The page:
When Lauren Anderson was promoted to principal dancer with the Houston Ballet in 1990, she became the first female African American principal dancer in the United States and, at the time, the world’s only African American prima ballerina heading a major ballet company.
Anderson, an only child, was born in Houston, Texas, on February 19, 1965, to Doris Parker-Morales, a classical piano teacher, and Lawrence Anderson, a high school administrator. When she was six years old, Anderson’s mother took her to a performance of The Nutcracker. That performance fascinated Anderson so much that several months later, at age seven, she started training at Houston Ballets Ben Stevenson Academy, and in the same year, on December 28, 1972, she performed in that ballet company’s very first production of The Nutcracker.
While attending Lamar High Anderson continued violin and dance lessons. During this time she had developed an athletic and muscular body which led Houston Ballet’s artistic director, Ben Stevenson, to tell the teenager that while she was obviously talented and would be great on Broadway in musical theater, her physique prevented her from being successful in ballet.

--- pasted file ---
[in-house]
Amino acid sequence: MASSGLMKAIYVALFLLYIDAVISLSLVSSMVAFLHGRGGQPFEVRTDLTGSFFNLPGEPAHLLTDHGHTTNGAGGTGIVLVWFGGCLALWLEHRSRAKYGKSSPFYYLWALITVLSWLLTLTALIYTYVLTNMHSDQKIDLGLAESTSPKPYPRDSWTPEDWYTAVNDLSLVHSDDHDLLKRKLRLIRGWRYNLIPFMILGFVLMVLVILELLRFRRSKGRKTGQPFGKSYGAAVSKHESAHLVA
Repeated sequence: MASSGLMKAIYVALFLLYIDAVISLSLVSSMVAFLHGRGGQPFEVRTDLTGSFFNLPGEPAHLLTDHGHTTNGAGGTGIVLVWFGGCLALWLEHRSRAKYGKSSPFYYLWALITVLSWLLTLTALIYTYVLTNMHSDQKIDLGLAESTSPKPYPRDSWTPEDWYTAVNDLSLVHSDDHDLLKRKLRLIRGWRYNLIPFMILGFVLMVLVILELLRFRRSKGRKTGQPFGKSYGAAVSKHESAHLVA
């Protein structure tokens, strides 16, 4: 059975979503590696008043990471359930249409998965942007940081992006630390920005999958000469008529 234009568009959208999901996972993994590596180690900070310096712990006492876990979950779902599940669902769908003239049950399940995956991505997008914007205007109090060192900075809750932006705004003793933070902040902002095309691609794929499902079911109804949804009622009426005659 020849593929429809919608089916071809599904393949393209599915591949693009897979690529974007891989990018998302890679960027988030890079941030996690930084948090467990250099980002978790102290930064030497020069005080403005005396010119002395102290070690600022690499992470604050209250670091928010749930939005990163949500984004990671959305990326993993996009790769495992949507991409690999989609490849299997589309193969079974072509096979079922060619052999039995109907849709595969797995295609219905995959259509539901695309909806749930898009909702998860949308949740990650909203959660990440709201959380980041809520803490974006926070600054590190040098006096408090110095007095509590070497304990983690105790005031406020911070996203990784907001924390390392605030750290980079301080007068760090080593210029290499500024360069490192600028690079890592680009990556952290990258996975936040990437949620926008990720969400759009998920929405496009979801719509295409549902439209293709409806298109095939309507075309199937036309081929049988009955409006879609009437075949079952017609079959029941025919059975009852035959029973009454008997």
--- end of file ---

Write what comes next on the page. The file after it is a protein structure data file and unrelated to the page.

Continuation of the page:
Competitive and headstrong, Anderson did not follow Stevenson’s advice. Instead, she set out on a rigorous regimen to reshape her body. She went on a meatless diet to slim down and took up Pilates, a body conditioning program, to lengthen her muscles. Anderson developed the elongated, leaner lines that make ballet dancers look taller and more dynamic. She also continued to study ballet devotedly. In 1983 Anderson officially joined Houston Ballet as a member, and took her historic leap to principal dancer seven years later.
By the mid-1990s Anderson had now developed an international reputation for her roles in great classical ballets. Her most notable role, however, was Cleopatra, a ballet choreographed expressly for her by Ben Stevenson, who was now her teacher and mentor.
In 2006, at age 41, Anderson retired from the Houston Ballet.